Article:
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LSU-Florida: A Viewer's Guide to the Sunday Replay

That may have been one of the more complete victories in the history of the Les Miles era. Dominance or damn near close to it in all three phases, to the point where it's kind of a shock to say Florida scored 11. Two more SEC wins remain, but let's be real the countdown is on...

  • That was easily the most dominant game LSU's offensive line has played all season. Saying that the running game averaged 4.9 per carry doesn't seem to completely describe the way the average run featured a huge hole and at least 3-5 yards of open space for the running back. And again, that was against one of the most talented defensive fronts the Tigers will see this season. Don't let their play fool you.
  • And when your offensive line and running game is that dominant, you get a team passer rating of 247. LSU threw when it wanted and threw the passes that Jarrett Lee and Jordan Jefferson throw well. The playcalling completely exploited Florida's defense, which was determined to stack the line of scrimmage.
  • LSU threw the ball a grand total of 14 times, and while some may call that conservative, the reality is, why throw the ball more if you don't have to? Especially when your quarterbacks are clearly not the strength of your team.
  • The three best play-all illustrations were Lee's two deep routes and Jefferson's bootleg pass to Shepard. Lee has a strong arm and throws the deep sideline routes well -- when a defense flashes man-to-man coverage, the chances of completing a deep throw off of play-action skyrocket. Likewise, calling a bootleg pass for Jefferson is exactly the type of gameplanning we expected to see. The boot pass to Russell Shepard gets the ball into the hands of an elusive open-field runner quickly. The coaching staff did a fantastic job of playing into both quarterbacks' strengths. If they can continue to do that LSU's passing game will only improve.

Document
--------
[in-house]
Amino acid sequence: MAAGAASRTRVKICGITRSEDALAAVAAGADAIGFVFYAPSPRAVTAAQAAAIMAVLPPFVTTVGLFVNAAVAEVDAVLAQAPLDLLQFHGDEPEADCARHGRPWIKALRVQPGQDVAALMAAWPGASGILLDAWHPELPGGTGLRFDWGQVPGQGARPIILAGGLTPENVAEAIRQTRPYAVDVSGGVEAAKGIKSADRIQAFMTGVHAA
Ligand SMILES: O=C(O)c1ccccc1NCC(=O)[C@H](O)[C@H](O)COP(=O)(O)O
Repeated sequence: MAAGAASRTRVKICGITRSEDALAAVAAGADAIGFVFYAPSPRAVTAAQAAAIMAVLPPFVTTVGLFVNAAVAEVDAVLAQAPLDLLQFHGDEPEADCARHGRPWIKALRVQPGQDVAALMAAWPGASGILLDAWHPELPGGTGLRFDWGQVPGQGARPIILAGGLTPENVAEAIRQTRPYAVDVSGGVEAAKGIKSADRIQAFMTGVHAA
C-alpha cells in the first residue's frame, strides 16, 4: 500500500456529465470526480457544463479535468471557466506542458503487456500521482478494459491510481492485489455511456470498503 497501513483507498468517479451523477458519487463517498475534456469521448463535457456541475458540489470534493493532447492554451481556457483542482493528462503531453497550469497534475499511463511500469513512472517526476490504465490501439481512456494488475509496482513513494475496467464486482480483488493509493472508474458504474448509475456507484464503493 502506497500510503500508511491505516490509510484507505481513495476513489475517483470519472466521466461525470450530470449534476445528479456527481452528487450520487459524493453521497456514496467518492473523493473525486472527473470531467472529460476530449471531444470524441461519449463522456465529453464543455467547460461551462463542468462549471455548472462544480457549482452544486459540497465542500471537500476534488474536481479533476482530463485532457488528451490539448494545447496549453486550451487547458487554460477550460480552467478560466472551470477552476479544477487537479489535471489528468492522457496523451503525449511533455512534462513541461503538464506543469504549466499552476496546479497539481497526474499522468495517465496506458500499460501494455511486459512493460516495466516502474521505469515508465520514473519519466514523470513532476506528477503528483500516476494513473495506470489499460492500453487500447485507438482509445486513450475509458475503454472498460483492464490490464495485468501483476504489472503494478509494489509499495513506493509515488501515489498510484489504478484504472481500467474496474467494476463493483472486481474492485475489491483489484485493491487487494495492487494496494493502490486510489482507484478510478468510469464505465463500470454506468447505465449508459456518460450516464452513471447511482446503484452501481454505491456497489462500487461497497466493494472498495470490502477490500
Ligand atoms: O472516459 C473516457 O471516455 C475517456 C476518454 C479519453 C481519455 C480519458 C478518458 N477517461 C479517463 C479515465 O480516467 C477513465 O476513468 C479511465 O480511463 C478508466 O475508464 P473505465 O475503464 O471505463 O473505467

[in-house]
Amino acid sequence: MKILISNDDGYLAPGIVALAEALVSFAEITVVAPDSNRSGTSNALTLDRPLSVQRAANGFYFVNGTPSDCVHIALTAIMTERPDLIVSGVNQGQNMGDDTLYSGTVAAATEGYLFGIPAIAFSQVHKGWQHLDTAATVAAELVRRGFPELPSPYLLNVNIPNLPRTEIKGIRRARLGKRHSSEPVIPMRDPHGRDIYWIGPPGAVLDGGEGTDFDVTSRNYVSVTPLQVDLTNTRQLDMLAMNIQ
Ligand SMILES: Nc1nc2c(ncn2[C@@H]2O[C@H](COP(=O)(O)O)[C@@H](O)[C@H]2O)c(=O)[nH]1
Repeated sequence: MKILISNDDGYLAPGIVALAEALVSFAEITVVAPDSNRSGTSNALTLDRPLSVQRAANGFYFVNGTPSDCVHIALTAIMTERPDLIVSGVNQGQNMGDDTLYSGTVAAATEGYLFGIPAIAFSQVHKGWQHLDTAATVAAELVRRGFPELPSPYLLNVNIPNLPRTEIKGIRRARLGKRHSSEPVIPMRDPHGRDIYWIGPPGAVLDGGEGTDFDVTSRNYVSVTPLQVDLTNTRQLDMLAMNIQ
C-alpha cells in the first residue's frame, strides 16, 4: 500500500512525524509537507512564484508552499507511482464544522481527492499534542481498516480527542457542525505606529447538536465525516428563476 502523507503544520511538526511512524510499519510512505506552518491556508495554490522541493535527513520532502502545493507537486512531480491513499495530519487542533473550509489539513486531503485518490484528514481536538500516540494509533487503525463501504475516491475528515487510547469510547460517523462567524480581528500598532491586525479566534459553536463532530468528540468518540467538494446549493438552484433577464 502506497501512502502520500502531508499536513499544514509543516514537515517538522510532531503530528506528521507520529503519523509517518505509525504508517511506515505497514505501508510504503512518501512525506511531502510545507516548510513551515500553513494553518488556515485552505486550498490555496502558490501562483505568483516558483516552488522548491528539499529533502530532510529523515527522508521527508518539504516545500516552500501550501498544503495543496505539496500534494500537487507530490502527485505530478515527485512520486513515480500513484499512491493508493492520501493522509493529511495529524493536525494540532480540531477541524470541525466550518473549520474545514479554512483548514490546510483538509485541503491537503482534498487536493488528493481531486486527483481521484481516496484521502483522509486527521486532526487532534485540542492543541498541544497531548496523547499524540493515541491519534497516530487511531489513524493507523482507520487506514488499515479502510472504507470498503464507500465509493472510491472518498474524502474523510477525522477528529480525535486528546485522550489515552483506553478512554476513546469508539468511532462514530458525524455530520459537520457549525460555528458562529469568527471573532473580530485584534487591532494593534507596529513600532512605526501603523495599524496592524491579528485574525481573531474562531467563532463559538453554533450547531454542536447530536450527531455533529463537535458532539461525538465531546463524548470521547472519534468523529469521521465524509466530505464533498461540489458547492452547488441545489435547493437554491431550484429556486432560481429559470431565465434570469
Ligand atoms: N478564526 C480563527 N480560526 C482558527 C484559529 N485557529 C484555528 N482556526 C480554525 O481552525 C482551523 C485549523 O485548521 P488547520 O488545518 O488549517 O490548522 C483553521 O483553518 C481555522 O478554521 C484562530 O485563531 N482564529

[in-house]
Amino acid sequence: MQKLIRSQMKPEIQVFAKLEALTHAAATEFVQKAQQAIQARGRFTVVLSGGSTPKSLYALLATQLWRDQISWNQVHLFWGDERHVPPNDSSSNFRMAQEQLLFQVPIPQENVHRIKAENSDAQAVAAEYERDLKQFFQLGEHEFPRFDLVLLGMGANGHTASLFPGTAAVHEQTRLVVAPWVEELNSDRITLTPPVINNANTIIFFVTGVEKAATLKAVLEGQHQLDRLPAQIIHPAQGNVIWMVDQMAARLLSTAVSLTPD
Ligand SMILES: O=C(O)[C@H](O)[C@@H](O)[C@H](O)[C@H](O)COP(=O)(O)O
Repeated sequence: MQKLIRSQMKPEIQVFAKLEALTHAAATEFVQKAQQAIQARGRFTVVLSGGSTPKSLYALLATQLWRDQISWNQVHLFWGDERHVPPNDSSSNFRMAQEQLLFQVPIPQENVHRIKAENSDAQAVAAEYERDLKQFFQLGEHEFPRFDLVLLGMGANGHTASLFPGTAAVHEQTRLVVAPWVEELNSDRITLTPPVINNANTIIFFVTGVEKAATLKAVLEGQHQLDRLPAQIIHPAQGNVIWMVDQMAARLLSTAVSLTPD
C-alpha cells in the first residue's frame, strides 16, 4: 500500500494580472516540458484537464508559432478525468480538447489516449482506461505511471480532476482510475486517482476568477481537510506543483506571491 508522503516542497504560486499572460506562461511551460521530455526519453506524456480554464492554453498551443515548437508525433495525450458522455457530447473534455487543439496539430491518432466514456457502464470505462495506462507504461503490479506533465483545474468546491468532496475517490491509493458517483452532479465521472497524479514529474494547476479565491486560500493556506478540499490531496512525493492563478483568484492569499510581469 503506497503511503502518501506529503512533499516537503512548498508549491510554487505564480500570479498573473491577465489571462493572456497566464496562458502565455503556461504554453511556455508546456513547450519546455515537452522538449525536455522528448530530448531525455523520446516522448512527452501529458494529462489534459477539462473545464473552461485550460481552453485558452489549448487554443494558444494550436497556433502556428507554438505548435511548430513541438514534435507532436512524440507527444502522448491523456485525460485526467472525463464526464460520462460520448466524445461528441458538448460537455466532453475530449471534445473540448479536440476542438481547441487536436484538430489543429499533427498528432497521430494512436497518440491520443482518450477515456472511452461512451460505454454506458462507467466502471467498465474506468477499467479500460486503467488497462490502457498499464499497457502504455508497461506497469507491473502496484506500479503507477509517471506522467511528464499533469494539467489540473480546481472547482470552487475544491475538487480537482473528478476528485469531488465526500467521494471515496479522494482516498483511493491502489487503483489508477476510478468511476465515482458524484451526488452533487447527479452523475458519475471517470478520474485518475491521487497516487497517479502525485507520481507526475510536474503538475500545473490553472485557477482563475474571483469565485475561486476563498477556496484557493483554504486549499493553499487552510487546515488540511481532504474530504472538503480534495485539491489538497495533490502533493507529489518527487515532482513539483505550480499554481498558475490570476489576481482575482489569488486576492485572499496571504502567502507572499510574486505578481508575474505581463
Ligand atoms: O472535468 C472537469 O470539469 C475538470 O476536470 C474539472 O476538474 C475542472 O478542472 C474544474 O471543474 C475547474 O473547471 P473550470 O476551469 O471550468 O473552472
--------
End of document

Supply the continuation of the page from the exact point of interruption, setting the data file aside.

• That bootleg passing game can also be another way to create mismatches, by forcing linebackers to cover players like Shepard, DeAngelo Peterson and Spencer Ware/Michael Ford.
  • Couple of misanthropic boos for Jefferson, but a dramatic decrease from last week. No surprise given the team's success (and his). Working him in for a few common-sense changeups can only help this offense. Though it would be nice to see the coaching staff actually send him into a huddle with the play, rather than send him in, than have him look back for a signal.
  • Good on the offensive staff for sticking with Alfred Blue with the offensive line creating a ton of room for him. After the week his family has had, why not stick with a kid like that when he's having success?
  • Florida had 12 possessions. Seven of those 12 ended after three plays and a punt. Two of them ended with a turnover in less than three plays and another ended on downs after 10 plays and gained all of 29 yards. That is what you call thorough defensive domination.
  • LSU's defensive line again dominated, not so much in the tackles-for-loss category, but in terms of the number of short runs that were swallowed up by the Tiger front seven.
  • The Gator offense almost seemed built on the ol' gambler's fallacy -- that if they kept feeding Chris Rainey the football, eventually he would find a way to break something. Yeah, it's easy to think a back with Rainey's speed is eventually going to get enough room but at some point you have to diversify that play-calling a little. And while I understand that the offense was down to a third-string quarterback, the Gators could have at least made LSU's secondary work a little more against the pass.
  • I've generally been a fan of Will Muschamp, but I have to question his game-management after Florida's third possession, which featured one fourth-down conversion and another attempt via a fake punt. I understand that the Gators were entering this game short-handed, but that's no reason to coach your team like you believe 14-0 is an insurmountable deficit. Those fourth-down attempts sent the message that "we can't win this game if we don't score here," and the Gators heard their coach loud and clear.
  • Speaking of punts, it's clear by now (both via repeated viewings and Les Miles' comments) that Brad Wing made the call to take off himself. And who can blame him? He took a solid three steps, saw nobody within 20 yards, and took off. Every punter should be capable of making the same read.
  • As for the penalty call, honestly, I don't have a huge problem with the application of a rule that is completely stupid. The referees do, after all, have to enforce ALL of the rules. My only caveat is that I expect that rule to be likewise applied to any and all shows of any emotion on any and all plays going forward.